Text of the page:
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Category: government and politics

Landlords are being asked to provide their opinions on a new government initiative, the “High Street Rental Auctions”, which aims to address the issue of persistently vacant commercial properties in England.

This initiative is part of the Levelling Up and Regeneration Bill, and local authorities would be given the power to rent out vacant properties to new tenants through an auction process.

The consultation seeks feedback on lease arrangements, costs, and Minimum Energy Efficiency Standard requirements, and how the auction process should be conducted.

Policy Background

According to the government, the extended vacancy of commercial properties is a significant problem for the UK’s high street, with over 80% of vacant properties remaining empty for more than two years, and over 20% remaining empty for more than four years.

Despite successful government actions, such as the introduction of Use Class E to enable more flexible use of existing buildings, vacancy remains high in many areas.

High vacancy rates have a significant impact on the economic performance of an area, stripping economic opportunity from towns and high streets, directly affecting footfall and risking businesses shutting down, more jobs being lost, and lower economic activity in the heart of communities.

High vacancy rates are also linked to wider regional economic underperformances. Some of the worst-affected areas include Manchester, North-East Lincolnshire, Luton, and East Staffordshire, with vacancy rates ranging from 20% to as high as 28%.

Unemployment rates in these areas are also higher than the national average, and between 42% and 56% of vacancies in these regions have been vacant for more than four years.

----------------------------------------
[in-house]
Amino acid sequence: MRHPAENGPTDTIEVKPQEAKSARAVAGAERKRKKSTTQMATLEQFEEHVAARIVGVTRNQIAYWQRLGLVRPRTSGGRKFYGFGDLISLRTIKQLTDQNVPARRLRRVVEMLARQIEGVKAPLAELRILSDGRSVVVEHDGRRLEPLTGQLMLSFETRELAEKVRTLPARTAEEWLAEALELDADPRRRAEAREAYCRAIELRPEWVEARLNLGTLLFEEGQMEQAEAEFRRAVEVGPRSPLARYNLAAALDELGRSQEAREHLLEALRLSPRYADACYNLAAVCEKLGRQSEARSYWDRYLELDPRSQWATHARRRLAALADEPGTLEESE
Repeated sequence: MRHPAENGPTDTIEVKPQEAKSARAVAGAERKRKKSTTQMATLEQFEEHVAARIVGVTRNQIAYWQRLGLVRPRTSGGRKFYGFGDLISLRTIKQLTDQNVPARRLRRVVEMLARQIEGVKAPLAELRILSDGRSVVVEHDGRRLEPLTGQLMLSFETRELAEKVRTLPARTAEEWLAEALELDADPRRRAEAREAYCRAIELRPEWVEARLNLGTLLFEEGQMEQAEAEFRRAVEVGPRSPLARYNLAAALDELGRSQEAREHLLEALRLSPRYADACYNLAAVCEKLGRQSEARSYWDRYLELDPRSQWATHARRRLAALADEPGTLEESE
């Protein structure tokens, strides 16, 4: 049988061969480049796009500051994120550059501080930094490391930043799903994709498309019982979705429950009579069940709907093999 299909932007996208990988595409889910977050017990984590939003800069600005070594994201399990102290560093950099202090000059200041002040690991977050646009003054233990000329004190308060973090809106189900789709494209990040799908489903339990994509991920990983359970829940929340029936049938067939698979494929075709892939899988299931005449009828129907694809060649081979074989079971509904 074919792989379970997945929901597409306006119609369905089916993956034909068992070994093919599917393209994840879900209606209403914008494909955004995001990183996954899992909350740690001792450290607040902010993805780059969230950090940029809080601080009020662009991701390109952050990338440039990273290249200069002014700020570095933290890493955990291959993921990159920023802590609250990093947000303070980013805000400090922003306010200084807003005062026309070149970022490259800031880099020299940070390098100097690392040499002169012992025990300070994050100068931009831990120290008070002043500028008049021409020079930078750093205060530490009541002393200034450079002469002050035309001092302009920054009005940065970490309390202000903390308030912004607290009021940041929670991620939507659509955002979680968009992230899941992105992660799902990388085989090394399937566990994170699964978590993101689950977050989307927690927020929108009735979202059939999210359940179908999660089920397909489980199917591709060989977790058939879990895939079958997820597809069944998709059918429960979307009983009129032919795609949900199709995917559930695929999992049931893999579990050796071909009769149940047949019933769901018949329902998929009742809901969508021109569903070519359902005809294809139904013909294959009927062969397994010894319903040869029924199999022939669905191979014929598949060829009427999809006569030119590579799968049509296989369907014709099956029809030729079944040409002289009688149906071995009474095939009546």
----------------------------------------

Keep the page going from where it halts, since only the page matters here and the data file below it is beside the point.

Vacancy also leads to a decline in the appearance of an area and becomes a target for vandalism, graffiti, and anti-social behaviour, further entrenching economic underperformance.

To address this problem, the government has made regenerating high streets and cracking down on anti-social behaviour a central part of its levelling up agenda.

The government’s goal is to “breathe new life into once-bustling town centres and transform them into vibrant places where people once again want to shop, live, work and relax – restoring local pride as they level up across the country”

The auction process would apply to commercial high street properties that have been vacant for more than 12 months in a 24-month period.

Successful bidders would enter into an agreement for lease with the landlords, and a lease of between one to five years would follow the completion of any pre-tenancy works.

The process would not apply to properties whose landlords are actively seeking tenants or are planning to redevelop the property.

If a landlord is uncooperative, they will be given a grace period of eight weeks to find a tenant. If they fail to do so, the local authority may organise an auction and then enter into a lease agreement with the winning bidder.

In addition to this latest initiative, the government has also developed an “Anti-Social Behaviour Action Plan” that aims to tackle the issue of anti-social behaviour and strengthen landlord ability to evict disruptive tenants.

Provide your feedback

The government is encouraging all landlords to provide their views on the latest initiative, navigate to the official government website.

The duration of the consultation is 12 weeks, ending on the 23rd of June, 2023.